managers.

  • Inclusive Climates Three Dimensions

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    Do employment practices perpetuate stereotypes by favoring members of some demographic groups over others?

    In order to buy message of inclusion, employees have to perceive HR practices to be fair

    Fairness of employment practices

    Does the culture value integration of differences or expect assimilation to dominant norms?

    Can employees enact and engage their whole selves? Is there an expectation that everyone is both a teacher and learner?

    Cultural integration of differences

    Are perspectives of diverse workforce actively sought and incorporated into decision making and core operational processes?

    Do employees and managers share a common commitment to working through differences as a source of insight and skill?

    Inclusion in decision-making

    Nishii, L. & Bruyere, S. (2009). Protecting employees with disabilities from discrimination on the job: The role of unit managers.

    2015 Cornell University, ILR School, Employment and Disability Institute

  • Perceptions of HR Practices Perceived fairness of work arrangements and HR

    practices for employee Perceived fairness is significantly lower for employees with

    disabilities, compared to employees without disabilities Biggest differences for perceived fairness of job responsibilities

    and access to valuable mentors Among people with disabilities, perceptions of fairness of HR

    practices were higher when their supervisor(s) had friends with disabilities

    Procedural and interactional justice experienced during accommodation process

    Significantly lower for employees with disabilities Perceptions of interactional justice are more important than

    procedural justice (for predicting commitment and satisfaction)

    11Disability Case Study Research Consortium, 2008. Conducting and Benchmarking Disability Inclusive Employment Policies, Practices, and Procedures. Funded by the Office of Disability Employment Policy of the U.S. Department of Labor, grant/contract #E-9-4-6-0107.

    2015 Cornell University, ILR School, Employment and Disability Institute

  • Perceptions of Climate for Inclusion Fairness of employment practices

    When employees perceive the organization is effective at hiring people with disabilities, supporting disability networks, and including disability in diversity policy, they perceive employment practices to be fairer overall.

    Openness of the work environment Managers perceptions of the openness of the work environment predict discrimination experienced by employees with disabilities.

    Inclusion in decision-making The more inclusive the decision-making environment, the more psychologically empowered employees feel, the more they feel supported and valued by the organization, and the less conflict they experience in their group.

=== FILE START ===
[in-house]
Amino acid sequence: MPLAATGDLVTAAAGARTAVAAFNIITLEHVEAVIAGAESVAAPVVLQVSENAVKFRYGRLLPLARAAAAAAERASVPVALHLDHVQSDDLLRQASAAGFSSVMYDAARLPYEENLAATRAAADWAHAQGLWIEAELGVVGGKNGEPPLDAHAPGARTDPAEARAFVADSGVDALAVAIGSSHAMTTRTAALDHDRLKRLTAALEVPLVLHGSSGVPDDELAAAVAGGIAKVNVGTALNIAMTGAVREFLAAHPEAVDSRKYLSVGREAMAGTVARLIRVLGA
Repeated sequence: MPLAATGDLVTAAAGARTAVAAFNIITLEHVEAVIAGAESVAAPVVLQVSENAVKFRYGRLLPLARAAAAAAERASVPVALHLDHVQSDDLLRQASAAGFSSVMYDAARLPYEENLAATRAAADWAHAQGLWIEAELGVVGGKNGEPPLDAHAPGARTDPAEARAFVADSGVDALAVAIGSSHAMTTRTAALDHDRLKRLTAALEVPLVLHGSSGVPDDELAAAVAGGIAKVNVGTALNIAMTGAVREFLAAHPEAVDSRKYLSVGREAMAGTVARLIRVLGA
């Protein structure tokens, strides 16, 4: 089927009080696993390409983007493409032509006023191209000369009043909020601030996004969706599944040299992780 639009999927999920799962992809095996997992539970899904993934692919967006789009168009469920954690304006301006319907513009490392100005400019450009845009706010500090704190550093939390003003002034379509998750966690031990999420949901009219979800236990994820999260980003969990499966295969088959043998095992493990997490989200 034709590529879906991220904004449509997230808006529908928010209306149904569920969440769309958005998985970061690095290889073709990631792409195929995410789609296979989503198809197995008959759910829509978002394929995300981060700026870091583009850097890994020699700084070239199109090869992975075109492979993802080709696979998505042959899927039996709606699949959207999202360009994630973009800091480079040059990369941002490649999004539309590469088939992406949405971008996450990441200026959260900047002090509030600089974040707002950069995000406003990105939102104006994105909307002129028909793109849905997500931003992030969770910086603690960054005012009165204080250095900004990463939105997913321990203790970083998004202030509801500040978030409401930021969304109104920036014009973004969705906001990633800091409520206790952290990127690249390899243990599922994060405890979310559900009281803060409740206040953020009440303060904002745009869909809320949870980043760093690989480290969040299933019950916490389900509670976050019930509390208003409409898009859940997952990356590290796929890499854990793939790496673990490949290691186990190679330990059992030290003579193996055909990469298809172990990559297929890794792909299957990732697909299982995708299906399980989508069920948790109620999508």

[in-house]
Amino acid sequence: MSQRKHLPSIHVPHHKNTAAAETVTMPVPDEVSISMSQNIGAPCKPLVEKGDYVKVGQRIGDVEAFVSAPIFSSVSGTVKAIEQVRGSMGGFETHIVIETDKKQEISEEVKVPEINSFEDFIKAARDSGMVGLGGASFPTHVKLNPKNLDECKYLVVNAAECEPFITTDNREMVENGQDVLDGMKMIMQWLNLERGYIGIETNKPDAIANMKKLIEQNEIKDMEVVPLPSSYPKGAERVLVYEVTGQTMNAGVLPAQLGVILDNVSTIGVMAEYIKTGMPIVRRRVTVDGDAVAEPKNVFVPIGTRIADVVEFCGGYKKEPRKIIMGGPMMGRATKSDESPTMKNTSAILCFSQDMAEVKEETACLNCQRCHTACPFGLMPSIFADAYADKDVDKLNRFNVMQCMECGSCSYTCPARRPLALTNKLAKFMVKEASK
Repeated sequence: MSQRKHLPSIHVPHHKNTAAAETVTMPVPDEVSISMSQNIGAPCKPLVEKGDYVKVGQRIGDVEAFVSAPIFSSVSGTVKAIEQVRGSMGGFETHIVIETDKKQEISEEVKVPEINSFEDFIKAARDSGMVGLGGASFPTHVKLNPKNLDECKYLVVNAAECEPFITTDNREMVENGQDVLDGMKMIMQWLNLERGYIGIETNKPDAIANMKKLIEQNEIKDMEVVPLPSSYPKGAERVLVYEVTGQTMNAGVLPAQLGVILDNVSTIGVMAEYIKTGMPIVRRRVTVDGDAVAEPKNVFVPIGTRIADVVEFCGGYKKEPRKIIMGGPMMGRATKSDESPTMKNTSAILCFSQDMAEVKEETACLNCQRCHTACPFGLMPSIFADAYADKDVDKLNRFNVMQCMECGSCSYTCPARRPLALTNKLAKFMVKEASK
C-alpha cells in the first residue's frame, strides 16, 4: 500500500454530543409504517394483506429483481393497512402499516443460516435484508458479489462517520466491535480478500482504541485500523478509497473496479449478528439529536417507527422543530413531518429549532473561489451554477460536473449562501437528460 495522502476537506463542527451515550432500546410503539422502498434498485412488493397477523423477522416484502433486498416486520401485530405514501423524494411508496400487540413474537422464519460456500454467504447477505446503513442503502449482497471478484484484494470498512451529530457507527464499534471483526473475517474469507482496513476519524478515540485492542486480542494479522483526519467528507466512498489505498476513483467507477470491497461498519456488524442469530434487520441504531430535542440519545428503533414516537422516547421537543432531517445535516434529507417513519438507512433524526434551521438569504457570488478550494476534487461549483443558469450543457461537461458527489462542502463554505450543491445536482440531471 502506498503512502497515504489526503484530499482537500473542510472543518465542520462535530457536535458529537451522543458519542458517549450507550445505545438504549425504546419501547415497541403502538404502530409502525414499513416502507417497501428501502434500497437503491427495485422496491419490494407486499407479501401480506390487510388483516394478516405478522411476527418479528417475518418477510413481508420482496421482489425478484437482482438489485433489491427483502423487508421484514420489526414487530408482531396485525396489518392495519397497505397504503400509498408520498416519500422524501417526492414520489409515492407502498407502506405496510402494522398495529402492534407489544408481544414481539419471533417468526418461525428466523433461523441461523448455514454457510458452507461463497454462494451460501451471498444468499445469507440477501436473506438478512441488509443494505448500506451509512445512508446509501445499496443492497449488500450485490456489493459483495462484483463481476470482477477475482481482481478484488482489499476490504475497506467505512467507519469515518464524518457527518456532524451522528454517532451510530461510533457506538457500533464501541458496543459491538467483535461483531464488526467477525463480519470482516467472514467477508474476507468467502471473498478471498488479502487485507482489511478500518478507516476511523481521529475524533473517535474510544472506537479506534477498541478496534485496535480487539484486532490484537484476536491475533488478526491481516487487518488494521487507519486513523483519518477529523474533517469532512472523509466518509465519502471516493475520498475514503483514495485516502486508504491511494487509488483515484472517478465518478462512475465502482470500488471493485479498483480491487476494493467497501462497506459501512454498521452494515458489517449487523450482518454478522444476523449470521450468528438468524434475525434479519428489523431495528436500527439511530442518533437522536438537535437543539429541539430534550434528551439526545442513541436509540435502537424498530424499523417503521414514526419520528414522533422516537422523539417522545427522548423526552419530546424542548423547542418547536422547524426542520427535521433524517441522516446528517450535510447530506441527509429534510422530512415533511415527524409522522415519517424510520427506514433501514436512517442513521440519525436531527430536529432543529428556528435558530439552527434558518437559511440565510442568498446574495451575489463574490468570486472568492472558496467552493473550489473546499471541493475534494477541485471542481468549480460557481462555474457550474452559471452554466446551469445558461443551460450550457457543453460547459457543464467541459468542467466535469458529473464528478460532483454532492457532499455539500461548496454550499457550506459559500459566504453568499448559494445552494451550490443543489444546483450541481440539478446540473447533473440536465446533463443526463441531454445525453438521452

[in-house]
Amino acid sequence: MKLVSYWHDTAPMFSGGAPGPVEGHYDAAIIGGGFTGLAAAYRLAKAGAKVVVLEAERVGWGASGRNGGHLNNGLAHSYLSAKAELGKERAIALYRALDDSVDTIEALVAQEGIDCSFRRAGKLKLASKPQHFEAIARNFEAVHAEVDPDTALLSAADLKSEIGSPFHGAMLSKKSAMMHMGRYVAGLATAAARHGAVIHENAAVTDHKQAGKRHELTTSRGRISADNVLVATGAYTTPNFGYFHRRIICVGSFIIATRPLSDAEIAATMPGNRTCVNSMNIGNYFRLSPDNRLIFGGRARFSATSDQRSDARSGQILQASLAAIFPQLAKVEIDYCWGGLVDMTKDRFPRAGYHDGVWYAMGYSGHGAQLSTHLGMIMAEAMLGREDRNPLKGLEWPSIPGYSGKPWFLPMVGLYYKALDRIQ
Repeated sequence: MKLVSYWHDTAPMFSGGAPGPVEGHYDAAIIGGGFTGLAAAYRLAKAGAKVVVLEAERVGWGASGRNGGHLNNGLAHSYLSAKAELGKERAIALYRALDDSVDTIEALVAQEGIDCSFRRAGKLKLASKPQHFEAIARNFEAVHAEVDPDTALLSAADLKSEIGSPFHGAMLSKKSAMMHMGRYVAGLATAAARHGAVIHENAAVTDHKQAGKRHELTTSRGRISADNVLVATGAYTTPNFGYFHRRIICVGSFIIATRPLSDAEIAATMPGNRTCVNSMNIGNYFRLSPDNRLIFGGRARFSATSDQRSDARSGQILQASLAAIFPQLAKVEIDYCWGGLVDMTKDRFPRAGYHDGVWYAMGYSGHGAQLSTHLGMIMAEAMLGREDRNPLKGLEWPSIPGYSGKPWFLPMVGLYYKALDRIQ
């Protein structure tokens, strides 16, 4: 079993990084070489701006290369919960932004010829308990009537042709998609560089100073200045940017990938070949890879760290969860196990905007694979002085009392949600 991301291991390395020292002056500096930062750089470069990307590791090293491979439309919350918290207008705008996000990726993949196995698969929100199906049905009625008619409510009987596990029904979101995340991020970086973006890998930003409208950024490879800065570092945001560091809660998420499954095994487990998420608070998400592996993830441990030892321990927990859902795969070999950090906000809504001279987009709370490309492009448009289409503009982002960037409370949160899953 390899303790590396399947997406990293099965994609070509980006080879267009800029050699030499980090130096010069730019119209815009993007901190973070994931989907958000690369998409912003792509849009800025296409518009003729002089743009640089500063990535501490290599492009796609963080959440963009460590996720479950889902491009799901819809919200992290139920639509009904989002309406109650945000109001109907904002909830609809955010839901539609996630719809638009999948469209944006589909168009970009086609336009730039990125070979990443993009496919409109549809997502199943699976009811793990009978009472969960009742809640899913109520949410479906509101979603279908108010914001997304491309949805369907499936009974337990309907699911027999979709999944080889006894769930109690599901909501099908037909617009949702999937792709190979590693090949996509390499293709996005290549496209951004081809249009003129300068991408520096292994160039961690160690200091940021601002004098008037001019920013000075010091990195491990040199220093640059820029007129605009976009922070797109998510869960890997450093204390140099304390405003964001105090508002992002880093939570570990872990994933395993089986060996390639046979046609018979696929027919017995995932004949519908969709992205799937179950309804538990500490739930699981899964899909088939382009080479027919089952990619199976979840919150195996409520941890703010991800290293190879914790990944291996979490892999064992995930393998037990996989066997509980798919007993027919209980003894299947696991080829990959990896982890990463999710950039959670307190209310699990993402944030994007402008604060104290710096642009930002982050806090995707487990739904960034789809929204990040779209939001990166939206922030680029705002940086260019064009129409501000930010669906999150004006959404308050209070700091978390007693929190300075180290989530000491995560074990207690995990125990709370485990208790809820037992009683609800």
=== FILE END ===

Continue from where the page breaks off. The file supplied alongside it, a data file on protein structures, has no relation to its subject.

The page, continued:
12Disability Case Study Research Consortium, 2008.

  • Experiences Are Better In Inclusive Units

    Individuals with disabilities who work in inclusive climates report significantly

    Greater success at having their accommodation requests granted

    Greater coworker support of their accommodations Better experiences of procedural and interactional

    justice during accommodations Lower levels of disability harassment/discrimination Higher organizational commitment and satisfaction Lower turnover intentions

    13Nishii, L. & Bruyere, S. (2009). Protecting employees with disabilities from discrimination on the job: The role of unit managers.

  • Experiences Are Better for Employees With Disabilities Who Enjoy High Quality

    Relationships With Their Managers

    Individuals with disabilities who are included in their managers in-group report: Higher fit between skills and demands of job Higher empowerment Fairer treatment during the accommodation process Higher organizational commitment, satisfaction, and

    willingness to engage in citizenship behaviors Lower turnover intentions

    14Nishii, L. & Bruyere, S. (2009). Protecting employees with disabilities from discrimination on the job: The role of unit managers.

    2015 Cornell University, ILR School, Employment and Disability Institute

  • Managers Role is Critical Managers are key to the experiences of persons with

    disabilities in the workplace Managers perceptions of organizational motivation for

    disability inclusion (true inclusion interests rather than legal compliance) positively impacts disability climate

    In both private and federal sectors, disability disclosure most often occurs with the manager or co-workers, rather than with HR, and therefore education and training about how to deal with disability disclosure is imperative to fostering inclusive workplace culture

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    Nishii, L., & Bruyre , S. (2014). Inside the workplace: Case studies of factors infl